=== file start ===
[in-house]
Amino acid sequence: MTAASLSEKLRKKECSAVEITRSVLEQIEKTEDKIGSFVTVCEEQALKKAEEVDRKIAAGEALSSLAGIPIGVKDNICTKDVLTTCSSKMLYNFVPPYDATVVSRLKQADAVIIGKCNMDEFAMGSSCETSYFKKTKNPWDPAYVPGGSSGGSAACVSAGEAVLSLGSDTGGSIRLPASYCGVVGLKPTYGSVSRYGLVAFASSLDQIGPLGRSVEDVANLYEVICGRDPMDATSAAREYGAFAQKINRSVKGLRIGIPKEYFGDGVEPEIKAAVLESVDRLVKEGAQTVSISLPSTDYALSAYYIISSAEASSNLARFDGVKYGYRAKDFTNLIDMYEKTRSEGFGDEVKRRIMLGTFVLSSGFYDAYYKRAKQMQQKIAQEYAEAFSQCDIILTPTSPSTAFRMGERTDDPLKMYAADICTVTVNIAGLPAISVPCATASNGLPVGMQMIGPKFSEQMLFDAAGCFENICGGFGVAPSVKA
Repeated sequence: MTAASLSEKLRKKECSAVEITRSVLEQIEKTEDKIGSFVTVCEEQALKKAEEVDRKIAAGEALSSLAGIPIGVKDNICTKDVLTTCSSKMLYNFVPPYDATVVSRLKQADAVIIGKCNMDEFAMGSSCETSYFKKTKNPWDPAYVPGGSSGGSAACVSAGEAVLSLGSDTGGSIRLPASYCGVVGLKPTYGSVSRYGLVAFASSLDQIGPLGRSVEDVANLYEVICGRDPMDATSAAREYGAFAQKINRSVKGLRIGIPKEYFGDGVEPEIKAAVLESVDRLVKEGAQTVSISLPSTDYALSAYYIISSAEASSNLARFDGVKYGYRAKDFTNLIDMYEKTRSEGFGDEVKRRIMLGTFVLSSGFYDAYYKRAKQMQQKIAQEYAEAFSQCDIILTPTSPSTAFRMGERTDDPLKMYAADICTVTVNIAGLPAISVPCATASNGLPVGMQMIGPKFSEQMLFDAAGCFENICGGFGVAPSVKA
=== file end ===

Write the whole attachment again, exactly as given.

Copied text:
[in-house]
Amino acid sequence: MTAASLSEKLRKKECSAVEITRSVLEQIEKTEDKIGSFVTVCEEQALKKAEEVDRKIAAGEALSSLAGIPIGVKDNICTKDVLTTCSSKMLYNFVPPYDATVVSRLKQADAVIIGKCNMDEFAMGSSCETSYFKKTKNPWDPAYVPGGSSGGSAACVSAGEAVLSLGSDTGGSIRLPASYCGVVGLKPTYGSVSRYGLVAFASSLDQIGPLGRSVEDVANLYEVICGRDPMDATSAAREYGAFAQKINRSVKGLRIGIPKEYFGDGVEPEIKAAVLESVDRLVKEGAQTVSISLPSTDYALSAYYIISSAEASSNLARFDGVKYGYRAKDFTNLIDMYEKTRSEGFGDEVKRRIMLGTFVLSSGFYDAYYKRAKQMQQKIAQEYAEAFSQCDIILTPTSPSTAFRMGERTDDPLKMYAADICTVTVNIAGLPAISVPCATASNGLPVGMQMIGPKFSEQMLFDAAGCFENICGGFGVAPSVKA
Repeated sequence: MTAASLSEKLRKKECSAVEITRSVLEQIEKTEDKIGSFVTVCEEQALKKAEEVDRKIAAGEALSSLAGIPIGVKDNICTKDVLTTCSSKMLYNFVPPYDATVVSRLKQADAVIIGKCNMDEFAMGSSCETSYFKKTKNPWDPAYVPGGSSGGSAACVSAGEAVLSLGSDTGGSIRLPASYCGVVGLKPTYGSVSRYGLVAFASSLDQIGPLGRSVEDVANLYEVICGRDPMDATSAAREYGAFAQKINRSVKGLRIGIPKEYFGDGVEPEIKAAVLESVDRLVKEGAQTVSISLPSTDYALSAYYIISSAEASSNLARFDGVKYGYRAKDFTNLIDMYEKTRSEGFGDEVKRRIMLGTFVLSSGFYDAYYKRAKQMQQKIAQEYAEAFSQCDIILTPTSPSTAFRMGERTDDPLKMYAADICTVTVNIAGLPAISVPCATASNGLPVGMQMIGPKFSEQMLFDAAGCFENICGGFGVAPSVKA